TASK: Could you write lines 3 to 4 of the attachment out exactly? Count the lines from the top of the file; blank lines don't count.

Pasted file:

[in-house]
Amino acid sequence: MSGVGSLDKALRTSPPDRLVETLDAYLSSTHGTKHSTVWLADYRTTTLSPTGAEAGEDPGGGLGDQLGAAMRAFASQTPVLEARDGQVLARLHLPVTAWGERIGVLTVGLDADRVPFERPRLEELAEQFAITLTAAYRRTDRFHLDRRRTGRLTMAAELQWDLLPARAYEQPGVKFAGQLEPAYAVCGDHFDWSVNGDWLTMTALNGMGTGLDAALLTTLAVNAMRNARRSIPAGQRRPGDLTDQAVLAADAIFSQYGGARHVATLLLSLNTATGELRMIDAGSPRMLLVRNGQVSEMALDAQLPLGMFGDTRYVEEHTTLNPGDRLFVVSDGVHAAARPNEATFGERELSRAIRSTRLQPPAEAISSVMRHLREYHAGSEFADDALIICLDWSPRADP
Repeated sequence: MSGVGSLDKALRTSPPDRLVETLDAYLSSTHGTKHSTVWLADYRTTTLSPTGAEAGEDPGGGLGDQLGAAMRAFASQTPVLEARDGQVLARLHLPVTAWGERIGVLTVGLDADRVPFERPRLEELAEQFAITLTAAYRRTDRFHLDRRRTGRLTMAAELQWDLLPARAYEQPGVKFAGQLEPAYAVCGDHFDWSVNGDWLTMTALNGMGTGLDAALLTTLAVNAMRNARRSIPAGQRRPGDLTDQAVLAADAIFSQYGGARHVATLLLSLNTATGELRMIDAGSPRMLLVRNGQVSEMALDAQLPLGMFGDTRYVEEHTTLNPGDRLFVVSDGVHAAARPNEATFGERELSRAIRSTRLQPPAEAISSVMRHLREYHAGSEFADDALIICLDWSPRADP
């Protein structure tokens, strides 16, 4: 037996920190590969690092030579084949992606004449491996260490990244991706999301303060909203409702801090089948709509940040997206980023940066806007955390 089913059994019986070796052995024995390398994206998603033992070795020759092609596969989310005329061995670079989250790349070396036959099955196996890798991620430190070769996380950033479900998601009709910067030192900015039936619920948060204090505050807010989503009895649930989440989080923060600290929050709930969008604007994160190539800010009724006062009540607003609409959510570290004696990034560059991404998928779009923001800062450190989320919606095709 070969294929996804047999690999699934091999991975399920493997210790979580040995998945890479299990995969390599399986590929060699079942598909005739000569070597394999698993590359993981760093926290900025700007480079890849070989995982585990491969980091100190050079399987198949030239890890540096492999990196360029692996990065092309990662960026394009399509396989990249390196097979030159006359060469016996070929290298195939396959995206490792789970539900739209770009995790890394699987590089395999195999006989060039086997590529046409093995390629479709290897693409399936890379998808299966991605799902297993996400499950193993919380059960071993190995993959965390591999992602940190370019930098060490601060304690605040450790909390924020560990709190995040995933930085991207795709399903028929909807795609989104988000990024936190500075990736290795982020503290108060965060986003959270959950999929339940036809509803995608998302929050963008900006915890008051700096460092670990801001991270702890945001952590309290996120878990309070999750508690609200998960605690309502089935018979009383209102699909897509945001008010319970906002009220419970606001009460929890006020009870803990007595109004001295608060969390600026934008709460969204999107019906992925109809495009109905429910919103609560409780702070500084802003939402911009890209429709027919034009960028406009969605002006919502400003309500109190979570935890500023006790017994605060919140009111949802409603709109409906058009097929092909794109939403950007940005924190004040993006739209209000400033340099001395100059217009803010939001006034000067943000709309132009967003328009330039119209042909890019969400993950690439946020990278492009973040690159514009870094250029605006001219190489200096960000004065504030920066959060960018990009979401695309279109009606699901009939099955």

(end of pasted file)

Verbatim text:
Repeated sequence: MSGVGSLDKALRTSPPDRLVETLDAYLSSTHGTKHSTVWLADYRTTTLSPTGAEAGEDPGGGLGDQLGAAMRAFASQTPVLEARDGQVLARLHLPVTAWGERIGVLTVGLDADRVPFERPRLEELAEQFAITLTAAYRRTDRFHLDRRRTGRLTMAAELQWDLLPARAYEQPGVKFAGQLEPAYAVCGDHFDWSVNGDWLTMTALNGMGTGLDAALLTTLAVNAMRNARRSIPAGQRRPGDLTDQAVLAADAIFSQYGGARHVATLLLSLNTATGELRMIDAGSPRMLLVRNGQVSEMALDAQLPLGMFGDTRYVEEHTTLNPGDRLFVVSDGVHAAARPNEATFGERELSRAIRSTRLQPPAEAISSVMRHLREYHAGSEFADDALIICLDWSPRADP
């Protein structure tokens, strides 16, 4: 037996920190590969690092030579084949992606004449491996260490990244991706999301303060909203409702801090089948709509940040997206980023940066806007955390 089913059994019986070796052995024995390398994206998603033992070795020759092609596969989310005329061995670079989250790349070396036959099955196996890798991620430190070769996380950033479900998601009709910067030192900015039936619920948060204090505050807010989503009895649930989440989080923060600290929050709930969008604007994160190539800010009724006062009540607003609409959510570290004696990034560059991404998928779009923001800062450190989320919606095709 070969294929996804047999690999699934091999991975399920493997210790979580040995998945890479299990995969390599399986590929060699079942598909005739000569070597394999698993590359993981760093926290900025700007480079890849070989995982585990491969980091100190050079399987198949030239890890540096492999990196360029692996990065092309990662960026394009399509396989990249390196097979030159006359060469016996070929290298195939396959995206490792789970539900739209770009995790890394699987590089395999195999006989060039086997590529046409093995390629479709290897693409399936890379998808299966991605799902297993996400499950193993919380059960071993190995993959965390591999992602940190370019930098060490601060304690605040450790909390924020560990709190995040995933930085991207795709399903028929909807795609989104988000990024936190500075990736290795982020503290108060965060986003959270959950999929339940036809509803995608998302929050963008900006915890008051700096460092670990801001991270702890945001952590309290996120878990309070999750508690609200998960605690309502089935018979009383209102699909897509945001008010319970906002009220419970606001009460929890006020009870803990007595109004001295608060969390600026934008709460969204999107019906992925109809495009109905429910919103609560409780702070500084802003939402911009890209429709027919034009960028406009969605002006919502400003309500109190979570935890500023006790017994605060919140009111949802409603709109409906058009097929092909794109939403950007940005924190004040993006739209209000400033340099001395100059217009803010939001006034000067943000709309132009967003328009330039119209042909890019969400993950690439946020990278492009973040690159514009870094250029605006001219190489200096960000004065504030920066959060960018990009979401695309279109009606699901009939099955």